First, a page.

#42 Marco Roy: Roy was electrifying, breaking open gaps with his speed and explosive first step. His time with the Jones brothers showed what he can do with help. One-touch passes, open space cycles, and tons of chances. His skating is very high level for this tournament, and his hands are incredible. His third period deke through McEneny was sublime. My mouth was literally open. Strangely, for a second tournament in a row, the Oilers’ staff want to isolate him and he ended up with Khaira and Holmberg, who were much less effective help.
#49 Kale Kessey: I don’t see it with this player. His attack angles were poor. He charged right past his check on one play to hit a defender and was (of course) caught behind the play. He didn’t add offence, he didn’t add grit in any effective way, and he didn’t make things harder for the Canucks. His skating is average to above average for the tournament. He relishes contact, but it’s like playing short handed. He was put with the Jones brothers in the third and I honestly think it was to even out the lines because the Jones’s could carry the load.
#53 Mitch Moroz: Scored two goals, but almost incidental to his game. The first was a powerplay stuff-in from beside the net on a weird, broken play. The second was a tap-in that Marco Roy created to win the game in OT. As I said on Lowdown, he scored from there because he didn’t manage the rest of the ice well. Even that was generous, as he baubled a perfect pass from Draisaitl in the slot. He doesn’t defend inside out, he just crashes at people. He’s good along the boards, but can’t create anything off of them. He can take and make a pass, as LT is fond of saying. But that’s about the limit to his hockey player skills. Skating is good for this tournament, a little more mobility than Kessey. One hope Oilers fans have is that pro hockey provides him the structural discipline to be an effective 10-goal, 60PIMs kind of player.
#54 Jujhar Khaira: This man is So big. He’s listed as smaller than Yakimov, but he looks like a wall on skates. A big, mean wall. Truthfully, he didn’t have an effective game. He was with Kessey and Holmberg to start the game. That line was poor. He played with Tkachev for a spell and Tkachev did all the defensive work on the line and created the offence. He also got Marco Roy for a while. We’ll have to see him away from Holmberg, and I’d like to see him on the wing where he can use his size a little more often (to destroy the boards or crush New York city or whatever). His skating is too limited at this moment for him to be a rangy centre, and in a tournament like this, there isn’t enough structural support to let him be something else. By giving him a smaller area to manage, we might see Khaira become more engaged and effective.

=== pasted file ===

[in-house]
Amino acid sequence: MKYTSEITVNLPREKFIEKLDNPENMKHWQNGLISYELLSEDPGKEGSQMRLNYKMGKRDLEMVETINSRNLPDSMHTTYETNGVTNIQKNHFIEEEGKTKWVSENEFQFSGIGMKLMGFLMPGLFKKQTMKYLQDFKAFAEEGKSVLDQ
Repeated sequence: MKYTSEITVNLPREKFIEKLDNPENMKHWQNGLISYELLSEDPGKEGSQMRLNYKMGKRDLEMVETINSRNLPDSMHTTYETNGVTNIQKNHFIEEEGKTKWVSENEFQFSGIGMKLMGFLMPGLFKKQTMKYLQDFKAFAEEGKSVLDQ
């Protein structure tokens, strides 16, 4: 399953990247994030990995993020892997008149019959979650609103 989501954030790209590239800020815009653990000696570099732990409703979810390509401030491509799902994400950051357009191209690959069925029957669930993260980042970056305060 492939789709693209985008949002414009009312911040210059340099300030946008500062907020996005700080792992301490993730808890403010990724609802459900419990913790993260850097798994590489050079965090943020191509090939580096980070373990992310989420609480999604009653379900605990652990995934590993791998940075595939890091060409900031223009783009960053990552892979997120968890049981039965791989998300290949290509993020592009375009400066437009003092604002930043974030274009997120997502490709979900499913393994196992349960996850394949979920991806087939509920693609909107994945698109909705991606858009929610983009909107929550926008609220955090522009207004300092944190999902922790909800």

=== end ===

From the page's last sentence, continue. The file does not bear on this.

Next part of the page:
#55 Leon Draisaitl: Another large man, but perhaps a bit top heavy. His stance is too wide to generate power, and unlike Hall (who also had a wide stance), he doesn’t sit down into it. Very straight up skater. I commented that he was faster with the puck than without, and I think it’s true. I think with the puck, he tends to bring is feet closer together and lean down a little more. He looks like a dynamic skater without the biscuit and a plodding one with it. Was caught a few times away from his defensive assignment as a result. His passing is a plus, but he didn’t really want to do it. Spent a lot of time with the puck, couldn’t get his head up for most of the game. Constantly trying to muscle toward the net, which – while he could do it – wasn’t always the best play to try. Chase supported him well, Moroz was no help.